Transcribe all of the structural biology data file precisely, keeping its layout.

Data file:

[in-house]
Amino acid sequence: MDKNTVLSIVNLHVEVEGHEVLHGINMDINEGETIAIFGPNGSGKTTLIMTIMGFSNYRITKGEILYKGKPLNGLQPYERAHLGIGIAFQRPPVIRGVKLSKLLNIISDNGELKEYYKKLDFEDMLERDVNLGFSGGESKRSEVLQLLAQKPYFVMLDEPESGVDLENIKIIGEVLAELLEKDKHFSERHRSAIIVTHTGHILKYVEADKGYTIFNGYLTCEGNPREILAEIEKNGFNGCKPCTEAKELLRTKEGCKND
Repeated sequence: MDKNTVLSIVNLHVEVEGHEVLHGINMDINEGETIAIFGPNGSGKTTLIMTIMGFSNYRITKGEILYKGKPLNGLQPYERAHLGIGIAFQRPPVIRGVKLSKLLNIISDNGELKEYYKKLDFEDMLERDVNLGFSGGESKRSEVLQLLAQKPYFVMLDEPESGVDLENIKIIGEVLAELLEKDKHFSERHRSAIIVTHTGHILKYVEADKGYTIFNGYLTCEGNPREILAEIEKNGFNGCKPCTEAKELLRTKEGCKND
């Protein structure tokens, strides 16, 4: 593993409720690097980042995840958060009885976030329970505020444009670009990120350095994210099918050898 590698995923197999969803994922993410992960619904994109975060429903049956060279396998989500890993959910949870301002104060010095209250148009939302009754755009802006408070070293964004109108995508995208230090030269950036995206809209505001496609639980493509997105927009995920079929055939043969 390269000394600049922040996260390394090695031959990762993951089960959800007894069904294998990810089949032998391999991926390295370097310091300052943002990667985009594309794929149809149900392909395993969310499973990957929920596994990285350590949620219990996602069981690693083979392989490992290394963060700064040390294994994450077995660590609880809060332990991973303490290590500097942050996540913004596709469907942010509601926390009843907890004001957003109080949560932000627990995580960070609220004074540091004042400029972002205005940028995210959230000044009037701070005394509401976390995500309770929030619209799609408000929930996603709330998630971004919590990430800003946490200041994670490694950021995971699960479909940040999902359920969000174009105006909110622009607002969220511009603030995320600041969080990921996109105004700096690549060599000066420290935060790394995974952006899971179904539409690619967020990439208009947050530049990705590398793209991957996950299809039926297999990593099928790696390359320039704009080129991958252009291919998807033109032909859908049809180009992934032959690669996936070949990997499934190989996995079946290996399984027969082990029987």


[in-house]
Amino acid sequence: MDKNTVLSIVNLHVEVEGHEVLHGINMDINEGETIAIFGPNGSGKTTLIMTIMGFSNYRITKGEILYKGKPLNGLQPYERAHLGIGIAFQRPPVIRGVKLSKLLNIISDNGELKEYYKKLDFEDMLERDVNLGFSGGESKRSEVLQLLAQKPYFVMLDEPESGVDLENIKIIGEVLAELLEKDKHFSERHRSAIIVTHTGHILKYVEADKGYTIFNGYLTCEGNPREILAEIEKNGFNGCKPCTEAKELLRTKEGCKND
Repeated sequence: MDKNTVLSIVNLHVEVEGHEVLHGINMDINEGETIAIFGPNGSGKTTLIMTIMGFSNYRITKGEILYKGKPLNGLQPYERAHLGIGIAFQRPPVIRGVKLSKLLNIISDNGELKEYYKKLDFEDMLERDVNLGFSGGESKRSEVLQLLAQKPYFVMLDEPESGVDLENIKIIGEVLAELLEKDKHFSERHRSAIIVTHTGHILKYVEADKGYTIFNGYLTCEGNPREILAEIEKNGFNGCKPCTEAKELLRTKEGCKND
């Protein structure tokens, strides 16, 4: 593993409720690097980042995840958060009885976030329970505020444009670009990120350095994210099918050898 590698995923197999969803994922993410992960619904994109975060429903049956060279396998989500890993959910949870301002104060010095209250148009939302009754755009802006408070070293964004109108995508995208230090030269950036995206809209505001496609639980493509997105927009995920079929055939043969 390269000394600049922040996260390394090695031959990762993951089960959800007894069904294998990810089949032998391999991926390295370097310091300052943002990667985009594309794929149809149900392909395993969310499973990957929920596994990285350590949620219990996602069981690693083979392989490992290394963060700064040390294994994450077995660590609880809060332990991973303490290590500097942050996540913004596709469907942010509601926390009843907890004001957003109080949560932000627990995580960070609220004074540091004042400029972002205005940028995210959230000044009037701070005394509401976390995500309770929030619209799609408000929930996603709330998630971004919590990430800003946490200041994670490694950021995971699960479909940040999902359920969000174009105006909110622009607002969220511009603030995320600041969080990921996109105004700096690549060599000066420290935060790394995974952006899971179904539409690619967020990439208009947050530049990705590398793209991957996950299809039926297999990593099928790696390359320039704009080129991958252009291919998807033109032909859908049809180009992934032959690669996936070949990997499934190989996995079946290996399984027969082990029987």